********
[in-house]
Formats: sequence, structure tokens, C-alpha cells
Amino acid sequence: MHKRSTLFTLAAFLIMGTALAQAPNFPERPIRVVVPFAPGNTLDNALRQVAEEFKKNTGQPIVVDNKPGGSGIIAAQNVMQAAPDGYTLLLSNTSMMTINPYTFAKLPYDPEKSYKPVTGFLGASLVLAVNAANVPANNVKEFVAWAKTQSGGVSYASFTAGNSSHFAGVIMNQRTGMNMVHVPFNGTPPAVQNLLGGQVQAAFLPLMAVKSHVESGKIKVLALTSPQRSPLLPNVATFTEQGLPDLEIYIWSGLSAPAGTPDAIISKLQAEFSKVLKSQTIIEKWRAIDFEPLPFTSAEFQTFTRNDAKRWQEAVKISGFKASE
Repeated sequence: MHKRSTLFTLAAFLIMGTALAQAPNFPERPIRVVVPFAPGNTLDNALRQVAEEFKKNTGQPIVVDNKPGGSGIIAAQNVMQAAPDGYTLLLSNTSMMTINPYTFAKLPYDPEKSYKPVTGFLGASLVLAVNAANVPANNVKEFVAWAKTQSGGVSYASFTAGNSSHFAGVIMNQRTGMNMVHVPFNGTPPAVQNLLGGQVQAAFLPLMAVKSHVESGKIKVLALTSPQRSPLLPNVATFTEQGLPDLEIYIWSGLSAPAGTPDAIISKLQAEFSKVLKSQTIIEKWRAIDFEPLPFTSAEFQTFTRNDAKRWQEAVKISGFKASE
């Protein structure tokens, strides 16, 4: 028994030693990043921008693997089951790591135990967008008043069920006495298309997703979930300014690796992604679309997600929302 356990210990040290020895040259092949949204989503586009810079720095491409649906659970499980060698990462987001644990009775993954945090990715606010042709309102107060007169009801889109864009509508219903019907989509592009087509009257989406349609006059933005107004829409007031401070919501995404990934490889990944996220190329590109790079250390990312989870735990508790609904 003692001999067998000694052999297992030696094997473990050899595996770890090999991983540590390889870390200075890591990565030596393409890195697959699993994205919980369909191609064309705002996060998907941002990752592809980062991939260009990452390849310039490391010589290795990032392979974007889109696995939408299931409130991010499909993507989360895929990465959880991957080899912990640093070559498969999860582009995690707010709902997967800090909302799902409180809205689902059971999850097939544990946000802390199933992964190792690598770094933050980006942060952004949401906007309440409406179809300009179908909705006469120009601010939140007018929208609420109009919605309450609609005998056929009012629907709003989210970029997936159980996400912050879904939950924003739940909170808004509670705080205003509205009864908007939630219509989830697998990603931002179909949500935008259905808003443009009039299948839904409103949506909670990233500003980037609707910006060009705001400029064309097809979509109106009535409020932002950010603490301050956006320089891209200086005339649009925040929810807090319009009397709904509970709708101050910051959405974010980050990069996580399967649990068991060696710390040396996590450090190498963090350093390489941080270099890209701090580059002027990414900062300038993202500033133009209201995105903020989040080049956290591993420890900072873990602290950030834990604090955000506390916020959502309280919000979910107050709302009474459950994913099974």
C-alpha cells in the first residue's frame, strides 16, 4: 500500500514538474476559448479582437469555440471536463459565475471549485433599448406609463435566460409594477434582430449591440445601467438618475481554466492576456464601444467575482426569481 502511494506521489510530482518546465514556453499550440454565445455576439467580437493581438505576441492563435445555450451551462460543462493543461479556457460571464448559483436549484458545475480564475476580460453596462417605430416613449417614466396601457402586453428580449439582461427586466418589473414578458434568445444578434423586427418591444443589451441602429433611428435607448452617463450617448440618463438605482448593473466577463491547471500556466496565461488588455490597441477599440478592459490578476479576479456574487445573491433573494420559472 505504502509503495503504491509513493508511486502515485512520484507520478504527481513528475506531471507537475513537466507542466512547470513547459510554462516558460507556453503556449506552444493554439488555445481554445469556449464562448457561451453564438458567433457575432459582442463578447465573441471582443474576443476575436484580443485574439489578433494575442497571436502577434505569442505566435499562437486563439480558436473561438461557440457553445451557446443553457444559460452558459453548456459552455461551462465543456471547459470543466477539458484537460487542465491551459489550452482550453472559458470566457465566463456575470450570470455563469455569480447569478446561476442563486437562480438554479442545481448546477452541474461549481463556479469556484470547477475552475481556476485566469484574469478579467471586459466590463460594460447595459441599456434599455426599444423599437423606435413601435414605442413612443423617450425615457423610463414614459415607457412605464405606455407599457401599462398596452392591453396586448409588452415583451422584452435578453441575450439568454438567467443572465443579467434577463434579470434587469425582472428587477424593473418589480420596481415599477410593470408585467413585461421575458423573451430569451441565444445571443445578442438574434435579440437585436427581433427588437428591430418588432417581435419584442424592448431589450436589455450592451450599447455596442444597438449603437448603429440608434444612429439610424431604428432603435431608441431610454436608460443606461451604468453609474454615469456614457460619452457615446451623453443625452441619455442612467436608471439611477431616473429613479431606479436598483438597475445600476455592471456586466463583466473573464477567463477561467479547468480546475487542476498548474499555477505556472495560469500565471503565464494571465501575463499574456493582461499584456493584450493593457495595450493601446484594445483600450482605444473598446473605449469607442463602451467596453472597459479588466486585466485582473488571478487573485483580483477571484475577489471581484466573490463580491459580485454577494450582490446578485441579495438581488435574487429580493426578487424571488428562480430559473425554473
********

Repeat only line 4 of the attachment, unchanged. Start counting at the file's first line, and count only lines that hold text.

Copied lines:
Repeated sequence: MHKRSTLFTLAAFLIMGTALAQAPNFPERPIRVVVPFAPGNTLDNALRQVAEEFKKNTGQPIVVDNKPGGSGIIAAQNVMQAAPDGYTLLLSNTSMMTINPYTFAKLPYDPEKSYKPVTGFLGASLVLAVNAANVPANNVKEFVAWAKTQSGGVSYASFTAGNSSHFAGVIMNQRTGMNMVHVPFNGTPPAVQNLLGGQVQAAFLPLMAVKSHVESGKIKVLALTSPQRSPLLPNVATFTEQGLPDLEIYIWSGLSAPAGTPDAIISKLQAEFSKVLKSQTIIEKWRAIDFEPLPFTSAEFQTFTRNDAKRWQEAVKISGFKASE